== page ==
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Battle of the Espero Convoy

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Battle of the Espero Convoy

Battle of the Espero Convoy
Part of the Battle of the Mediterranean of World War II

HMS Orion, Vice-Admiral Tovey's flagship
Date 28 June 1940
Location Mediterranean, southwest of Crete
Result Two-thirds of the Italian reinforcements reached destination
Two Allied convoys from Malta postponed
Belligerents
 United Kingdom
 Australia
 Italy
Commanders and leaders
Vice-Admiral John Tovey Captain Enrico Baroni 
Strength
5 cruisers 3 destroyers
Casualties and losses
1 cruiser lightly damaged 1 destroyer sunk
150–180 dead

The Battle of the Espero Convoy was the first Second World War surface engagement between Italian and Allied warships. It took place southwest of Crete on 28 June 1940, after a force of seven cruisers and 16 destroyers, preparing to escort three Allied convoys to Alexandria, were informed of the presence of an Italian flotilla of three destroyers. The Italian warships were bound from Taranto to Tobruk, carrying an anti-tank army unit to North Africa.

Background

On 10 June 1940, Italy declared war on Britain and France. The Italian High Command (Comando Supremo) expected a British Army advance into Cyrenaica led by armoured forces, and decided that an anti-tank unit should be moved to Tobruk as soon as possible. The unit comprised ten anti-tank guns, 120 short tons (110 t) of ammunition, and 162 soldiers.[1][2]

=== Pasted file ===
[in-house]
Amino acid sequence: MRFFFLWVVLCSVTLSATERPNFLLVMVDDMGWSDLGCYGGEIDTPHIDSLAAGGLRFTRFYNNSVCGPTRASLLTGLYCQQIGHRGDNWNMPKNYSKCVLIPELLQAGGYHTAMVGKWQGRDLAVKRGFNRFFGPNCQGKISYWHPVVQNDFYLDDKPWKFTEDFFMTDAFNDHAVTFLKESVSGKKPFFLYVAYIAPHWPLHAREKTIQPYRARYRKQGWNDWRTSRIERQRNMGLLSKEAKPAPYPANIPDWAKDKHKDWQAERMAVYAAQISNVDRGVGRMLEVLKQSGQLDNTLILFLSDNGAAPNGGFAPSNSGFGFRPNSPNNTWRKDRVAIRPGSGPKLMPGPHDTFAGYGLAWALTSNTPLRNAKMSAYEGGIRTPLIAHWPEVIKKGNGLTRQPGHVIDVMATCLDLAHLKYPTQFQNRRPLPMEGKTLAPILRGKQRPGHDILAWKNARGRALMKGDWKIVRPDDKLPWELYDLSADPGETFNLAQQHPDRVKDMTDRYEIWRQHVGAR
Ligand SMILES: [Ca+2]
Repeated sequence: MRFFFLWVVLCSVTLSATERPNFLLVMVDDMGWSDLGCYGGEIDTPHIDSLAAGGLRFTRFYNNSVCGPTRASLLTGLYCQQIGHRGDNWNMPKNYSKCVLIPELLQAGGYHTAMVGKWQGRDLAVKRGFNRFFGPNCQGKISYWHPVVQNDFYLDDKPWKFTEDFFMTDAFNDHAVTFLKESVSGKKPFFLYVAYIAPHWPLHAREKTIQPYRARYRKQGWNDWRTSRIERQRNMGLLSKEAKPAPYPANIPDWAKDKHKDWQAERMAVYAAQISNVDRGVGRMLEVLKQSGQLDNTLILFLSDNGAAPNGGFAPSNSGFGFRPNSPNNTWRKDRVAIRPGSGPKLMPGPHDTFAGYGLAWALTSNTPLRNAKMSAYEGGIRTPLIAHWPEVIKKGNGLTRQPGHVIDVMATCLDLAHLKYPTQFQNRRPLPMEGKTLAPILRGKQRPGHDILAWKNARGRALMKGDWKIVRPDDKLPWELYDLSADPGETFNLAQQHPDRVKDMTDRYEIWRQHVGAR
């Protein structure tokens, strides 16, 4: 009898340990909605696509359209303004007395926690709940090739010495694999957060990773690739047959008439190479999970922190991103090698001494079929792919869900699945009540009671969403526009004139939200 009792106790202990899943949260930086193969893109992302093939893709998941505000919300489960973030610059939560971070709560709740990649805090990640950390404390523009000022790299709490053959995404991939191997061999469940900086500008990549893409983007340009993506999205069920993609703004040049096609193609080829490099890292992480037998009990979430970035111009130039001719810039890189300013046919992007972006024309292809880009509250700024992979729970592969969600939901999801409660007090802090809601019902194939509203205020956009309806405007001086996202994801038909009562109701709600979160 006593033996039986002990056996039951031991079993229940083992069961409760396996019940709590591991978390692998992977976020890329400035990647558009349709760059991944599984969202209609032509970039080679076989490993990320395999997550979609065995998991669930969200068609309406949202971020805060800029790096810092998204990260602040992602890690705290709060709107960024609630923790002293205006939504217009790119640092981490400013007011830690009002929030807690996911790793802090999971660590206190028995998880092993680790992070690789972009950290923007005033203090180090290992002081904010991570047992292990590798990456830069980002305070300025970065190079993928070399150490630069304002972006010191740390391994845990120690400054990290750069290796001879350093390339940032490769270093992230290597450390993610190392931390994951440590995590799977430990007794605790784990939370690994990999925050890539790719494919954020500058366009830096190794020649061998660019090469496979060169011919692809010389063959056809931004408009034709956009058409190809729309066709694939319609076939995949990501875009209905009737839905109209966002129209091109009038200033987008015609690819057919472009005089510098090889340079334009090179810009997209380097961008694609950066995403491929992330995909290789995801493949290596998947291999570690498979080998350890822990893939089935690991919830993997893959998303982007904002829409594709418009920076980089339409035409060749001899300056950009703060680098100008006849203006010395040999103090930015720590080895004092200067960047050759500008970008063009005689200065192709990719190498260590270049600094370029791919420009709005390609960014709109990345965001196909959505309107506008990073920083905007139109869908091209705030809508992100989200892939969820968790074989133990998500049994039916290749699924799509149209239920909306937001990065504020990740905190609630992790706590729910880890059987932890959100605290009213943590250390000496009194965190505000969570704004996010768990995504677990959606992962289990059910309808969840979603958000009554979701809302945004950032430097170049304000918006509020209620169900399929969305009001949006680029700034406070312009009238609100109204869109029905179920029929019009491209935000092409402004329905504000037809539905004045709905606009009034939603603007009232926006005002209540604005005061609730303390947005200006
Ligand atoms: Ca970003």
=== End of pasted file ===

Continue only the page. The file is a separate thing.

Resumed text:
Prelude

The Italians chose three Turbine-class destroyers to transport the anti-tank unit, for their high speed (36 kn (41 mph; 67 km/h)) and loading capacity. The three chosen were Espero (flagship), Zeffiro and Ostro. The Italian flotilla was commanded by Capitano di Vascello Enrico Baroni.[3] Two smaller WWI-era escort vessels, the Pilo and the Missori, which carried 52 troops and additional supplies, departed independently for Tobruk some hours later.[4]

At the same time, three Allied convoys—two from Malta and another from Greece—were to be brought to Alexandria, covered by seven cruisers (two light cruisersHMS Capetown and Caledon—and five of the 7th Cruiser Squadron: HMS Orion (flagship),[5] Liverpool, Gloucester, Neptune and HMAS Sydney) and 16 destroyers. The British warships were commanded by Vice-Admiral John Tovey. The Allied operation was supported by Short Sunderland flying boats from Alexandria and Malta.[6][7]

Battle

Sketch of the Battle

The Italian destroyers were found at noon by two Sunderlands some 50 mi (43 nmi; 80 km) west of Zante island.[1][8] They were within striking range of Tovey’s 7th Squadron, so he ordered them to intercept the Italians in two divisions.

The first 6 in (150 mm) salvoes from the Allied cruisers were fired at 18:30 at the surprised Italian flotilla at a range of 18,000 yd (16,000 m). Baroni realised that—despite the best speed of his ships—they were hopelessly outgunned. He therefore decided to sacrifice Espero in order to enable the other two to escape: Espero laid smokescreens and conducted evasive manoeuvres.[9] Zeffiro and Ostro headed safely to the southwest at full speed.